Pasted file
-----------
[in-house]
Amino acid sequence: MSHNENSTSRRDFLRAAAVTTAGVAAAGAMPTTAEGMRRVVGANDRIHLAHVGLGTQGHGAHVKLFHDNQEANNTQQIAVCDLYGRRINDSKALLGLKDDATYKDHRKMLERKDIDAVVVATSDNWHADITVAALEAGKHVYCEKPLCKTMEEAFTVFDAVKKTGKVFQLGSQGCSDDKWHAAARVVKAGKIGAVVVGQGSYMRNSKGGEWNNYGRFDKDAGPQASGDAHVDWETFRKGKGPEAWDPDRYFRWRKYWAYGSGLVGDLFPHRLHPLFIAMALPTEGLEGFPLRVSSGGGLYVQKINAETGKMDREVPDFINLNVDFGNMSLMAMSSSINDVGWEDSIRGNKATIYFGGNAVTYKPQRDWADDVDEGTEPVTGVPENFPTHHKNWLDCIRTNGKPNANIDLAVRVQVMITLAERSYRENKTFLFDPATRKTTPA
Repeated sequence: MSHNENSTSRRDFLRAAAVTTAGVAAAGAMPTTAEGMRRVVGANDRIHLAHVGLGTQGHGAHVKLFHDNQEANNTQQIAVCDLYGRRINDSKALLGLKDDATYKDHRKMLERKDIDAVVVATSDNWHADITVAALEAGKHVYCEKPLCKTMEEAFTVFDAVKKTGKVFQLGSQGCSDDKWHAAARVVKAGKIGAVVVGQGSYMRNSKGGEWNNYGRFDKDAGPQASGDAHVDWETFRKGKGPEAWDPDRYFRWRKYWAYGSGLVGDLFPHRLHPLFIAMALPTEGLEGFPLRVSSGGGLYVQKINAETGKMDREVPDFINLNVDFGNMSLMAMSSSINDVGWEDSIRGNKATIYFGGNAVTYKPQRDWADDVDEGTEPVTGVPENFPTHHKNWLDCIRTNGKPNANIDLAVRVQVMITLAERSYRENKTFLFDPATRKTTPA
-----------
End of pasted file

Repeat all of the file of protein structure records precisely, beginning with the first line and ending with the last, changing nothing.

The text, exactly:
[in-house]
Amino acid sequence: MSHNENSTSRRDFLRAAAVTTAGVAAAGAMPTTAEGMRRVVGANDRIHLAHVGLGTQGHGAHVKLFHDNQEANNTQQIAVCDLYGRRINDSKALLGLKDDATYKDHRKMLERKDIDAVVVATSDNWHADITVAALEAGKHVYCEKPLCKTMEEAFTVFDAVKKTGKVFQLGSQGCSDDKWHAAARVVKAGKIGAVVVGQGSYMRNSKGGEWNNYGRFDKDAGPQASGDAHVDWETFRKGKGPEAWDPDRYFRWRKYWAYGSGLVGDLFPHRLHPLFIAMALPTEGLEGFPLRVSSGGGLYVQKINAETGKMDREVPDFINLNVDFGNMSLMAMSSSINDVGWEDSIRGNKATIYFGGNAVTYKPQRDWADDVDEGTEPVTGVPENFPTHHKNWLDCIRTNGKPNANIDLAVRVQVMITLAERSYRENKTFLFDPATRKTTPA
Repeated sequence: MSHNENSTSRRDFLRAAAVTTAGVAAAGAMPTTAEGMRRVVGANDRIHLAHVGLGTQGHGAHVKLFHDNQEANNTQQIAVCDLYGRRINDSKALLGLKDDATYKDHRKMLERKDIDAVVVATSDNWHADITVAALEAGKHVYCEKPLCKTMEEAFTVFDAVKKTGKVFQLGSQGCSDDKWHAAARVVKAGKIGAVVVGQGSYMRNSKGGEWNNYGRFDKDAGPQASGDAHVDWETFRKGKGPEAWDPDRYFRWRKYWAYGSGLVGDLFPHRLHPLFIAMALPTEGLEGFPLRVSSGGGLYVQKINAETGKMDREVPDFINLNVDFGNMSLMAMSSSINDVGWEDSIRGNKATIYFGGNAVTYKPQRDWADDVDEGTEPVTGVPENFPTHHKNWLDCIRTNGKPNANIDLAVRVQVMITLAERSYRENKTFLFDPATRKTTPA